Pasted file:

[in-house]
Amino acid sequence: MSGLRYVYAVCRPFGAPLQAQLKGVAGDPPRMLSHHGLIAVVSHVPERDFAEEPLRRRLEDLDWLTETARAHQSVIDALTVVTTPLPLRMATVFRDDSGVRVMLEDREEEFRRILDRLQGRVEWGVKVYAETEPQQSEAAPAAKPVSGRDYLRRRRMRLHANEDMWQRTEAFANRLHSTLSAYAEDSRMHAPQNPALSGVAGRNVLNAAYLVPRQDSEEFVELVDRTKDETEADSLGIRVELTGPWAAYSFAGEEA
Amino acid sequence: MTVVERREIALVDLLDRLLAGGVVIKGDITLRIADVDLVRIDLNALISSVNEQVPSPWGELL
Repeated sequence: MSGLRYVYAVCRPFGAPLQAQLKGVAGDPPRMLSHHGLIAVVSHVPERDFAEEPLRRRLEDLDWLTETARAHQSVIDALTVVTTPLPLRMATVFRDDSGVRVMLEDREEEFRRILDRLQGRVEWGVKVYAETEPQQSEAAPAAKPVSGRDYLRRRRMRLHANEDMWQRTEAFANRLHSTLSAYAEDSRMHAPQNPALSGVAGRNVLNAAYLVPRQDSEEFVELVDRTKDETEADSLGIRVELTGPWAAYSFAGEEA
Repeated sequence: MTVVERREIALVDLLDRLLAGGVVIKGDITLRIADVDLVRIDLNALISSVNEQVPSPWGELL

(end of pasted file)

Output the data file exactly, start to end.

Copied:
[in-house]
Amino acid sequence: MSGLRYVYAVCRPFGAPLQAQLKGVAGDPPRMLSHHGLIAVVSHVPERDFAEEPLRRRLEDLDWLTETARAHQSVIDALTVVTTPLPLRMATVFRDDSGVRVMLEDREEEFRRILDRLQGRVEWGVKVYAETEPQQSEAAPAAKPVSGRDYLRRRRMRLHANEDMWQRTEAFANRLHSTLSAYAEDSRMHAPQNPALSGVAGRNVLNAAYLVPRQDSEEFVELVDRTKDETEADSLGIRVELTGPWAAYSFAGEEA
Amino acid sequence: MTVVERREIALVDLLDRLLAGGVVIKGDITLRIADVDLVRIDLNALISSVNEQVPSPWGELL
Repeated sequence: MSGLRYVYAVCRPFGAPLQAQLKGVAGDPPRMLSHHGLIAVVSHVPERDFAEEPLRRRLEDLDWLTETARAHQSVIDALTVVTTPLPLRMATVFRDDSGVRVMLEDREEEFRRILDRLQGRVEWGVKVYAETEPQQSEAAPAAKPVSGRDYLRRRRMRLHANEDMWQRTEAFANRLHSTLSAYAEDSRMHAPQNPALSGVAGRNVLNAAYLVPRQDSEEFVELVDRTKDETEADSLGIRVELTGPWAAYSFAGEEA
Repeated sequence: MTVVERREIALVDLLDRLLAGGVVIKGDITLRIADVDLVRIDLNALISSVNEQVPSPWGELL